boy upset at school


My Kids Hate School And I Don’t Want Them To Know I Did Too

Feb 9, 2018

Most people have a special kind of nightmare — the kind where you wake up screaming and screaming. This was my version of that. I knew it would happen, eventually. I still wasn’t ready.

My oldest had just started grade one. It was probably the second or third week of school. It happened at breakfast: “I hate school,” he announced. “I don’t want to go.” Then he started to cry.

Breakfast is of course the busiest, and therefore the most stressful, part of my day. That’s where my wife and I swill coffee, one eye on the clock, while our three young kids shovel cereal.

The face of my next oldest bobbed up from his bowl of Cheerios. He has just started junior kindergarten this year. “I hate school, too,” he chimed in.

You'll Also Love: Is It OK For Kids to Ditch School for Family Vacation?

I did what any parent would do when blindsided during the bustle of the school morning crunch: I pretended it wasn't happening. I told them to finish their breakfasts, fold their pyjamas, brush their teeth and to make it snappy.

Grade one. Seriously? Who decides that they hate school at the beginning of grade one?

I knew the one thing I couldn’t tell him was the truth. I couldn’t tell him that I had hated school. That I had hated it with a passion right up until my first year of university, and even then there were large parts of it that I could have done without. I couldn’t tell him that school is a mostly dull and kind of imperfect exercise that probably, maybe, if you are lucky, makes you a better person and provides you with skills and knowledge that will be somewhat useful to you later in life.

' hate school,' he announced. 'I don’t want to go.' Then he started to cry.

At that moment, I couldn't bring myself to say things like, "One day you’ll appreciate it, mostly." Or: "The best parts of school are the people you meet there. That some of those people will be teachers who want to help you. That it might be fun at times, but don’t count on it, and the best thing to do is figure out exactly what is expected of you and do your best to deliver that."

I said none of these things. Instead my wife and I picked quiet moments, away from his siblings, to ask him questions about school and listen to what he had to say. 

You'll Also Love: How Not to Raise a Mean Girl

As any parent who has weathered a school hate-on knows, it can take an entire year of questions, independent sleuthing and meetings with the teacher to figure out just what might be turning your kid off school. And even then the picture is a fuzzy one. In our case, our best guess was that a combination of bullying, sloppy work habits and a teacher who was unwilling to adapt their teaching style (he’s just one kid afte rall), were contributing factors.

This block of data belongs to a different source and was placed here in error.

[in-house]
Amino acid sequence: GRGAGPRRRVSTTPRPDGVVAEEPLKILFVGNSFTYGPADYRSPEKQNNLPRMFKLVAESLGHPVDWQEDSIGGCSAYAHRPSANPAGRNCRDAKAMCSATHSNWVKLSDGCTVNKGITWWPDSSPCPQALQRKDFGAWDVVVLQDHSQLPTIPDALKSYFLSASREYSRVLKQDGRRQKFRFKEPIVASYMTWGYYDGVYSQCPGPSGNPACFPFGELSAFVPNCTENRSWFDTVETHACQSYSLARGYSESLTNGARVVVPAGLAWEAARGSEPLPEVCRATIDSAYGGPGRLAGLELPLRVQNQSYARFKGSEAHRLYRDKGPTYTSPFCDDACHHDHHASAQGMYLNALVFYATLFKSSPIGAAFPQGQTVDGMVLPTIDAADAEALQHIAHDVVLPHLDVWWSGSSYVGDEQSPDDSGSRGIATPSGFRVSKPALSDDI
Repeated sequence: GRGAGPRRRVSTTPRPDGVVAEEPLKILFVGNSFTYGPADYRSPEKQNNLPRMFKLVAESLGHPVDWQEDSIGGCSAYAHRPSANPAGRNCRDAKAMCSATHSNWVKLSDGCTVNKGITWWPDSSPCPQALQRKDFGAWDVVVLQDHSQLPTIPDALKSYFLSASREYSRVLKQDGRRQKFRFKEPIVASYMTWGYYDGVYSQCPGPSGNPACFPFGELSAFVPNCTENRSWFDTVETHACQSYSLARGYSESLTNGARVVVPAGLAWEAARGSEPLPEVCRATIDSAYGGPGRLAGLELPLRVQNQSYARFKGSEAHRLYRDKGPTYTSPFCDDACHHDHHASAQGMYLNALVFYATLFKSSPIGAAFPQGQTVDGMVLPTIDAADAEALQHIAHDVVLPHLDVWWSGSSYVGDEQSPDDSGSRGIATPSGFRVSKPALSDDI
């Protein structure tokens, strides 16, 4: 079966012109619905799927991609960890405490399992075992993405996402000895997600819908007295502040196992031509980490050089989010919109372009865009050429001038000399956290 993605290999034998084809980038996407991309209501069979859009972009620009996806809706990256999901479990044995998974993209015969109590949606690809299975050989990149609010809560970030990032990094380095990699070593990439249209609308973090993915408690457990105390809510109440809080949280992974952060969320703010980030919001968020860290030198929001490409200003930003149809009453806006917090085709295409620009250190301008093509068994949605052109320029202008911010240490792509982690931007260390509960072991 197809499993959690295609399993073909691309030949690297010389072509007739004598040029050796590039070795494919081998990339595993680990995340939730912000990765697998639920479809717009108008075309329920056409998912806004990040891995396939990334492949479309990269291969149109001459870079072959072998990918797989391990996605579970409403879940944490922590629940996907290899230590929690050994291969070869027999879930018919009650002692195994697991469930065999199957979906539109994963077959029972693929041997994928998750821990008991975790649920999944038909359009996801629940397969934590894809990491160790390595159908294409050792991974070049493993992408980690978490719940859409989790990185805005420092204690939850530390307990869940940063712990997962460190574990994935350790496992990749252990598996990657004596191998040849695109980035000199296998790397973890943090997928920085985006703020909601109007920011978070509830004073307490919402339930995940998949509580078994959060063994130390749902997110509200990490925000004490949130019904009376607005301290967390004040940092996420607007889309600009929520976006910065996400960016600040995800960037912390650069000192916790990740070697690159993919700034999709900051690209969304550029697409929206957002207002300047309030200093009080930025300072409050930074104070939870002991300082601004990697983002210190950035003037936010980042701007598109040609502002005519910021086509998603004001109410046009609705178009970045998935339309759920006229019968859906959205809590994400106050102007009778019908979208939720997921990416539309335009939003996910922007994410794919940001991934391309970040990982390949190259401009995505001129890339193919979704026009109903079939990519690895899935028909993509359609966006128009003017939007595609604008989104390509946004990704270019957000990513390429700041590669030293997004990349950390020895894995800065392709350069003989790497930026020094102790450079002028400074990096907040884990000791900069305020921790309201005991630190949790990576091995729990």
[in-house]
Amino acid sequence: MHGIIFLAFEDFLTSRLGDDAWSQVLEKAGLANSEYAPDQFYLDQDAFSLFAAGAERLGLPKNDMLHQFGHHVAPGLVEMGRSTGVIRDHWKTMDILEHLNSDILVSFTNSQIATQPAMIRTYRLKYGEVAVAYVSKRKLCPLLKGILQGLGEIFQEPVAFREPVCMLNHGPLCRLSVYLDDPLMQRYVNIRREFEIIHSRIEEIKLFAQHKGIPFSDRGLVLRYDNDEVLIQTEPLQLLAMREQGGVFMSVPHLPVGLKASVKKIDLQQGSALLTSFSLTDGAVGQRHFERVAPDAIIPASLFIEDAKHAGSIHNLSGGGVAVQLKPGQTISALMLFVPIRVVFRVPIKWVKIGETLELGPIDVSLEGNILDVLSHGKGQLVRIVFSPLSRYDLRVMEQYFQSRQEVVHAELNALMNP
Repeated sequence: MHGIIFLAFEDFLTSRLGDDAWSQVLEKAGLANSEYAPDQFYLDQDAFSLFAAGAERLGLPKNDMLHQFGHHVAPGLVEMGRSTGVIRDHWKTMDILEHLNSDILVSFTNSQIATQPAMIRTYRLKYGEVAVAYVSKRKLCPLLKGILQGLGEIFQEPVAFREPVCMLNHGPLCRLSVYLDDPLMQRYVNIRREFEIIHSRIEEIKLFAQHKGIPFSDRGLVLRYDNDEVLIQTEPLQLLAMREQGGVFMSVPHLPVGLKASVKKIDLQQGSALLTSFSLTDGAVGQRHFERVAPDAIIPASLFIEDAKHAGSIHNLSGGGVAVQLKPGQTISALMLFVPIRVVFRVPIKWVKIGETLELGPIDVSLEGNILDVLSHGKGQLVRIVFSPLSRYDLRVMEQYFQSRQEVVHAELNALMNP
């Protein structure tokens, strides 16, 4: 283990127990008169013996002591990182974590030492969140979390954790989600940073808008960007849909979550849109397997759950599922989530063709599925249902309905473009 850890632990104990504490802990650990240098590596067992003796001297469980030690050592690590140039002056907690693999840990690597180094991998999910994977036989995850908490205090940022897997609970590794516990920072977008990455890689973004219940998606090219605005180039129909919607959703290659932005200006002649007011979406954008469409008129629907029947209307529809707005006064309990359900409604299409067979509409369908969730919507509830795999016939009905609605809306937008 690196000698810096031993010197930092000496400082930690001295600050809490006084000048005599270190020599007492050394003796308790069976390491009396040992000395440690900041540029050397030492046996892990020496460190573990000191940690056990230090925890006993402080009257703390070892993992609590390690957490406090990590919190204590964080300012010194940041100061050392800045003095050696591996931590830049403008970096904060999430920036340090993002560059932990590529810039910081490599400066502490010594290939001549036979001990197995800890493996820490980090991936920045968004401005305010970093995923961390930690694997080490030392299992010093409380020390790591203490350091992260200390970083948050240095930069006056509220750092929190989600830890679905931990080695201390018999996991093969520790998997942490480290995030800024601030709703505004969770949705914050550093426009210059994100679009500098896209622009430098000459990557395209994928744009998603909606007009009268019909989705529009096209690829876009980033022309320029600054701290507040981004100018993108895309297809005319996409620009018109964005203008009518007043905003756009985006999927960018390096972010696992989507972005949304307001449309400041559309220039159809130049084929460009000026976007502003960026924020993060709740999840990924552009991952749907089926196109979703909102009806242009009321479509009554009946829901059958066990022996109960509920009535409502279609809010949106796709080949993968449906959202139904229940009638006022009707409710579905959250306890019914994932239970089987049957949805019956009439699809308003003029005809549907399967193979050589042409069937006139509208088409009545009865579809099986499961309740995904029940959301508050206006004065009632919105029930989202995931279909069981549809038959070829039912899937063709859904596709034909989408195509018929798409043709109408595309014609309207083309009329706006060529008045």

After all of the early workshopping, things have improved. This is partly due to circumstances and the fact that we’re better positioned to support him (a year of fact finding helps), but the questions and sleuthing never end once there's a reason for them to start.

I knew the one thing I couldn’t tell him was the truth. I couldn’t tell him that I had hated school.

Once your kid admits to hating school, you are forever on guard, especially if you hated school yourself.

And now my nightmare isn't just that they hate school, but that in my efforts to sort out why, they might find out I hated it, too. And while there are plenty of good reasons to hate school, I can only wonder how they'll feel if they ever found out that I knew it... and didn’t warn them.

Article Author Rob Thomas
Rob Thomas

Read more from Rob here.

Rob Thomas is a writer, editor and a work-at-home dad. Brood, a book of poems inspired by his experiences of fatherhood, was launched at the Ottawa International Writers Festival in 2014. His journalism has appeared in places such as Ottawa Magazine, the United Church Observer, Canadian Running and on CBC radio and television. He is also a founding member of an Ottawa social club for dads called The Ugly Mothers.

Add New Comment

To encourage thoughtful and respectful conversations, first and last names will appear with each submission to CBC/Radio-Canada's online communities (except in children and youth-oriented communities). Pseudonyms will no longer be permitted.

By submitting a comment, you accept that CBC has the right to reproduce and publish that comment in whole or in part, in any manner CBC chooses. Please note that CBC does not endorse the opinions expressed in comments. Comments on this story are moderated according to our Submission Guidelines. Comments are welcome while open. We reserve the right to close comments at any time.

Submission Policy

Note: The CBC does not necessarily endorse any of the views posted. By submitting your comments, you acknowledge that CBC has the right to reproduce, broadcast and publicize those comments or any part thereof in any manner whatsoever. Please note that comments are moderated and published according to our submission guidelines.